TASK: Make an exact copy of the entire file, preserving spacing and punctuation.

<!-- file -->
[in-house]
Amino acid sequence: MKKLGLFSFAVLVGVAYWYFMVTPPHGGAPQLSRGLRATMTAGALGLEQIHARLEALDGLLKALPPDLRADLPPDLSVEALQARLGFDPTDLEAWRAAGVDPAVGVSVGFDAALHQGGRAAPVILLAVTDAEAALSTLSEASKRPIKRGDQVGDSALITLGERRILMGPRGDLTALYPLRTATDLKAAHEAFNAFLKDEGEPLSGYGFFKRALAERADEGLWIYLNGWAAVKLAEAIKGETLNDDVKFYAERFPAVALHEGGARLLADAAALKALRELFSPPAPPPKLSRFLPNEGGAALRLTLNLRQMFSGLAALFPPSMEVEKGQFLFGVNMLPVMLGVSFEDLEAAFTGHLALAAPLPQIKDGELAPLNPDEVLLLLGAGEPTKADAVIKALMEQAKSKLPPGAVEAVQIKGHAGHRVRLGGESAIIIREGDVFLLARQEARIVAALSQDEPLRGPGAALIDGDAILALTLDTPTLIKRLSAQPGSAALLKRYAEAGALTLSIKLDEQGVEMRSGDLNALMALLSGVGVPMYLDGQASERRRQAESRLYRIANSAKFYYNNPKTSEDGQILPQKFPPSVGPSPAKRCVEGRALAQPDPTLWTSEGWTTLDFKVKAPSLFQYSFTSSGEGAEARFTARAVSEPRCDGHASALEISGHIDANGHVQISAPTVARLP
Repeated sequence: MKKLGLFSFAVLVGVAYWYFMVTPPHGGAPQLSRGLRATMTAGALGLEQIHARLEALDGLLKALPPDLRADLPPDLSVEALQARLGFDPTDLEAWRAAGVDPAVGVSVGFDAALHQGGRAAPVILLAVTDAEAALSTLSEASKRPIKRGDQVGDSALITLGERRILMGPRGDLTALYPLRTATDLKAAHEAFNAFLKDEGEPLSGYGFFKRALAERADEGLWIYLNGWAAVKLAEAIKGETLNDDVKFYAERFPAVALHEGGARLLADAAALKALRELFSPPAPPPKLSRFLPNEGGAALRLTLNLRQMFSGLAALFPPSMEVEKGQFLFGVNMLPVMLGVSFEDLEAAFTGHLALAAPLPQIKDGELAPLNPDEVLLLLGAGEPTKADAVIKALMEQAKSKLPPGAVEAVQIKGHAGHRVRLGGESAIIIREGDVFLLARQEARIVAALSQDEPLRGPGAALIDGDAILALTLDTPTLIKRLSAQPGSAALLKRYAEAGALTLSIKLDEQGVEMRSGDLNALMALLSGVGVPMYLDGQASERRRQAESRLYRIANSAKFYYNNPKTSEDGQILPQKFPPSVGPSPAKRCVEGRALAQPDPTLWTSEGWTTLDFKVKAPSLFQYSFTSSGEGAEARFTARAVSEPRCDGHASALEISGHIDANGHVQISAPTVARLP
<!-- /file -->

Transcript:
[in-house]
Amino acid sequence: MKKLGLFSFAVLVGVAYWYFMVTPPHGGAPQLSRGLRATMTAGALGLEQIHARLEALDGLLKALPPDLRADLPPDLSVEALQARLGFDPTDLEAWRAAGVDPAVGVSVGFDAALHQGGRAAPVILLAVTDAEAALSTLSEASKRPIKRGDQVGDSALITLGERRILMGPRGDLTALYPLRTATDLKAAHEAFNAFLKDEGEPLSGYGFFKRALAERADEGLWIYLNGWAAVKLAEAIKGETLNDDVKFYAERFPAVALHEGGARLLADAAALKALRELFSPPAPPPKLSRFLPNEGGAALRLTLNLRQMFSGLAALFPPSMEVEKGQFLFGVNMLPVMLGVSFEDLEAAFTGHLALAAPLPQIKDGELAPLNPDEVLLLLGAGEPTKADAVIKALMEQAKSKLPPGAVEAVQIKGHAGHRVRLGGESAIIIREGDVFLLARQEARIVAALSQDEPLRGPGAALIDGDAILALTLDTPTLIKRLSAQPGSAALLKRYAEAGALTLSIKLDEQGVEMRSGDLNALMALLSGVGVPMYLDGQASERRRQAESRLYRIANSAKFYYNNPKTSEDGQILPQKFPPSVGPSPAKRCVEGRALAQPDPTLWTSEGWTTLDFKVKAPSLFQYSFTSSGEGAEARFTARAVSEPRCDGHASALEISGHIDANGHVQISAPTVARLP
Repeated sequence: MKKLGLFSFAVLVGVAYWYFMVTPPHGGAPQLSRGLRATMTAGALGLEQIHARLEALDGLLKALPPDLRADLPPDLSVEALQARLGFDPTDLEAWRAAGVDPAVGVSVGFDAALHQGGRAAPVILLAVTDAEAALSTLSEASKRPIKRGDQVGDSALITLGERRILMGPRGDLTALYPLRTATDLKAAHEAFNAFLKDEGEPLSGYGFFKRALAERADEGLWIYLNGWAAVKLAEAIKGETLNDDVKFYAERFPAVALHEGGARLLADAAALKALRELFSPPAPPPKLSRFLPNEGGAALRLTLNLRQMFSGLAALFPPSMEVEKGQFLFGVNMLPVMLGVSFEDLEAAFTGHLALAAPLPQIKDGELAPLNPDEVLLLLGAGEPTKADAVIKALMEQAKSKLPPGAVEAVQIKGHAGHRVRLGGESAIIIREGDVFLLARQEARIVAALSQDEPLRGPGAALIDGDAILALTLDTPTLIKRLSAQPGSAALLKRYAEAGALTLSIKLDEQGVEMRSGDLNALMALLSGVGVPMYLDGQASERRRQAESRLYRIANSAKFYYNNPKTSEDGQILPQKFPPSVGPSPAKRCVEGRALAQPDPTLWTSEGWTTLDFKVKAPSLFQYSFTSSGEGAEARFTARAVSEPRCDGHASALEISGHIDANGHVQISAPTVARLP